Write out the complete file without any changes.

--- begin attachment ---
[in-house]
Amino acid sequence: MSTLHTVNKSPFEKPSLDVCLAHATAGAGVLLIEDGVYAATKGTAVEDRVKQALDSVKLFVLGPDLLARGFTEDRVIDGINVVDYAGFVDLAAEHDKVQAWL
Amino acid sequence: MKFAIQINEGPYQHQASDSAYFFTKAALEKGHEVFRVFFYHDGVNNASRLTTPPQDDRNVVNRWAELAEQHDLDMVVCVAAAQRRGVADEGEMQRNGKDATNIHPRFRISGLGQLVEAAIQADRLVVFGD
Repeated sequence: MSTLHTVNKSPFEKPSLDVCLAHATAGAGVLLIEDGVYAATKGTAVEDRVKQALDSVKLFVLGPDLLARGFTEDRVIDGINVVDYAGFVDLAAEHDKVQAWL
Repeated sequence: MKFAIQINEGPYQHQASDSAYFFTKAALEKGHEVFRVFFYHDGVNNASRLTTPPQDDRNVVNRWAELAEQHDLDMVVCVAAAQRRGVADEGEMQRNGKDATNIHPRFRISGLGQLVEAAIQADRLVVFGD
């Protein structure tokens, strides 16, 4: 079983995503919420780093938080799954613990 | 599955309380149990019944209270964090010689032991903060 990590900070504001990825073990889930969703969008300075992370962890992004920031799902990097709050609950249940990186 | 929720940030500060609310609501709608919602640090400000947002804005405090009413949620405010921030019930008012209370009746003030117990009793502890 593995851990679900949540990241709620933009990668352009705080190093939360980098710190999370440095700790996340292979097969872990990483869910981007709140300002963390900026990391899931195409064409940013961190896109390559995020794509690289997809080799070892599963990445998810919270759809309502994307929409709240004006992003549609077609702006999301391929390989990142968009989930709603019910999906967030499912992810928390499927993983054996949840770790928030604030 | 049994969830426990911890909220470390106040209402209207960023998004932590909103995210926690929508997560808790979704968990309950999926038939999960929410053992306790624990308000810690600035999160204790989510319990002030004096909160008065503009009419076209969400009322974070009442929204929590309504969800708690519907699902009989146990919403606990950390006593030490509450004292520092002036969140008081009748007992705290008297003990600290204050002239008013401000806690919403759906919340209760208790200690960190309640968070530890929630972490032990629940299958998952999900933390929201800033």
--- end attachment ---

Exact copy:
[in-house]
Amino acid sequence: MSTLHTVNKSPFEKPSLDVCLAHATAGAGVLLIEDGVYAATKGTAVEDRVKQALDSVKLFVLGPDLLARGFTEDRVIDGINVVDYAGFVDLAAEHDKVQAWL
Amino acid sequence: MKFAIQINEGPYQHQASDSAYFFTKAALEKGHEVFRVFFYHDGVNNASRLTTPPQDDRNVVNRWAELAEQHDLDMVVCVAAAQRRGVADEGEMQRNGKDATNIHPRFRISGLGQLVEAAIQADRLVVFGD
Repeated sequence: MSTLHTVNKSPFEKPSLDVCLAHATAGAGVLLIEDGVYAATKGTAVEDRVKQALDSVKLFVLGPDLLARGFTEDRVIDGINVVDYAGFVDLAAEHDKVQAWL
Repeated sequence: MKFAIQINEGPYQHQASDSAYFFTKAALEKGHEVFRVFFYHDGVNNASRLTTPPQDDRNVVNRWAELAEQHDLDMVVCVAAAQRRGVADEGEMQRNGKDATNIHPRFRISGLGQLVEAAIQADRLVVFGD
């Protein structure tokens, strides 16, 4: 079983995503919420780093938080799954613990 | 599955309380149990019944209270964090010689032991903060 990590900070504001990825073990889930969703969008300075992370962890992004920031799902990097709050609950249940990186 | 929720940030500060609310609501709608919602640090400000947002804005405090009413949620405010921030019930008012209370009746003030117990009793502890 593995851990679900949540990241709620933009990668352009705080190093939360980098710190999370440095700790996340292979097969872990990483869910981007709140300002963390900026990391899931195409064409940013961190896109390559995020794509690289997809080799070892599963990445998810919270759809309502994307929409709240004006992003549609077609702006999301391929390989990142968009989930709603019910999906967030499912992810928390499927993983054996949840770790928030604030 | 049994969830426990911890909220470390106040209402209207960023998004932590909103995210926690929508997560808790979704968990309950999926038939999960929410053992306790624990308000810690600035999160204790989510319990002030004096909160008065503009009419076209969400009322974070009442929204929590309504969800708690519907699902009989146990919403606990950390006593030490509450004292520092002036969140008081009748007992705290008297003990600290204050002239008013401000806690919403759906919340209760208790200690960190309640968070530890929630972490032990629940299958998952999900933390929201800033």